Life in Music inspired by Joe Henry

zondag 29 april 2018

Filming/Taking pictures during concerts

It was during Lizz Wright’s concert in Brussels that I really got confronted again with the consequences of smartphones during live concerts. For example, in the past I’ve seen people checking their social media during concerts, but it is another thing that I’d like to talk about this time:

Taking pictures or filming during a concert. 

The thing that frustrated me the most was the filming, or taking snapshots using a flashlight. If I’m at a concert I’d like to focus on the stage, not the seats around me. Because that’s what the flashlight does. It illuminates a huge part of the audience and takes away your focus from what’s happening on stage. If someone is sitting in front of you, and is filming, you are distracted by that little screen. What people do during a show is not really my business, but the person in front of me was even showing the clip he just filmed to his companion sitting next to him, and because of that, they completely missed out on the song being performed live in front of us, and it was affecting my experience of the concert. There you had Lizz Wright, singing ‘Grace’… live. You will never be able to have such an experience looking at a screen. You just have to witness it completely live and feel what that does to you!

I decided a while ago, not to do it anymore. Yes, you read it correctly: ‘Decided’ and ‘not anymore’. Indeed, I used to do it occasionally. What was the reason I did it? It turned out to be a question much easier to ask, then to answer. It really got me thinking. I concluded that I did it because, on social media, I liked (and still like) to share my experience of concerts, and with that, I wanted to offer some visuals with it. I am one of those ‘smartphone less’ dinosaurs, so I took a small camera with me, that fitted in my jacket or in my backpack. I was conscience, in advance, that I was going to take pictures. I didn’t do it with every concert. The one concert was dearer to me than the other, and that triggered me to take pictures. So there lays the reason I completely stopped doing it.

If the concert is so dear to me? Why don’t I simply enjoy it? Why am I occupying myself with that device, instead of just enjoying the concert? I truly have a much bigger experience of a concert if I just look at it and am not trying to look at a camera to check the frame.

So that’s me dealing with this issue. I didn’t evolve to stopping with it, I actually decided it at a certain moment. You will read a little further that there still are sometimes events that I am taking pictures. It’s always work related, so I’m not really enjoying a night out, but I’m actually at work. I’m not saying this to look for excuses, I just want to paint the entire picture.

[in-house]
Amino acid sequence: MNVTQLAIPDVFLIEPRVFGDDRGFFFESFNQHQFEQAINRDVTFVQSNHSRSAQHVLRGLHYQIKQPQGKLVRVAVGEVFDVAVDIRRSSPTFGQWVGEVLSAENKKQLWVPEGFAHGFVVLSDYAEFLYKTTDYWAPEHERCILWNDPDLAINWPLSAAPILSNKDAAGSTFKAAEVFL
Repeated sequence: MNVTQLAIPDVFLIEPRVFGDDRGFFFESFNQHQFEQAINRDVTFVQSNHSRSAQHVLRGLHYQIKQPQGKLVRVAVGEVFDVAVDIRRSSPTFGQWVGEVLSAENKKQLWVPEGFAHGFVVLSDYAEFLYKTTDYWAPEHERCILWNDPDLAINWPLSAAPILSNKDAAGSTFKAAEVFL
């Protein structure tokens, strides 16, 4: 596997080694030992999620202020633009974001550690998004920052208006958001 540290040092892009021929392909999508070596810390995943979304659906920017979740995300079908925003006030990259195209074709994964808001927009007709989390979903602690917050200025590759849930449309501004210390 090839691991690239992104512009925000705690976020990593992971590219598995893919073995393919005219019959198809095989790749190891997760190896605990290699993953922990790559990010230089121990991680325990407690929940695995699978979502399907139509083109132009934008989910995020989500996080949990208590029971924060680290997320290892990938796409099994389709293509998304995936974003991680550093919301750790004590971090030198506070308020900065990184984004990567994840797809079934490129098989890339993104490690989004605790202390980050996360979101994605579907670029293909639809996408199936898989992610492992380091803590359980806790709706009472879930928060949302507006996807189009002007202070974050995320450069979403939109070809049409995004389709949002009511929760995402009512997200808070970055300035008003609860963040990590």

Filming or taking photos during shows is something that happens very commonly these days, but not everywhere. For example in theater it is generally accepted not to use a camera. But theater is, like concerts, a live stage art. Why does it work there, and not in all stage arts? During Classical concerts there is also a bigger tendency to keep the device in your pocket. Is it because these are more formal events? Is it because we learned in school, with such arts, that you should focus on the play in order to experience it all, and not distract artists or other audience members? No one ever told us, the same counts for more popular shows. I think it does.
So why do we do it during concerts? Reflecting on that, the following possibilities came to mind.

  • You want to give the opportunity to others, who were not there, to have a glimpse of the show. This is something that already existed long before smartphones and social media were invented. Bootlegs have been made ever since music could be recorded. The differences with the past are that bootlegs used to be rare, because not everyone had the gear, and you really had to do it sneaky. If you got caught, you had no taping. Also, the rest of the audience weren’t distracted by it, since it happened sneakingly.
  • Perhaps you just want to take a bit of the experience home with you, to re-live it in the following days. Personally, I don’t think that is possible. You missed an experience during the show, and never can re-live it afterwards.
  • It could be a reflex. We are so used to doing everything with our phone. From the moment we wake up, we are almost constantly involved with it. It becomes hard to leave it in your pocket. It feels weird not using it.
  • Perhaps you were asked by someone else to take footage for them. A position where I find myself sometimes in. Although I’m not a professional photographer, at that moment I’m making work-related pictures. The organization is in these cases informed of what and why I’m taking pictures. But I am aware that I probably am distracting other people.
  • Maybe you just want to show your friends, and the world that you were there, and they missed out.
  • Quite possibly there are other reasons as well….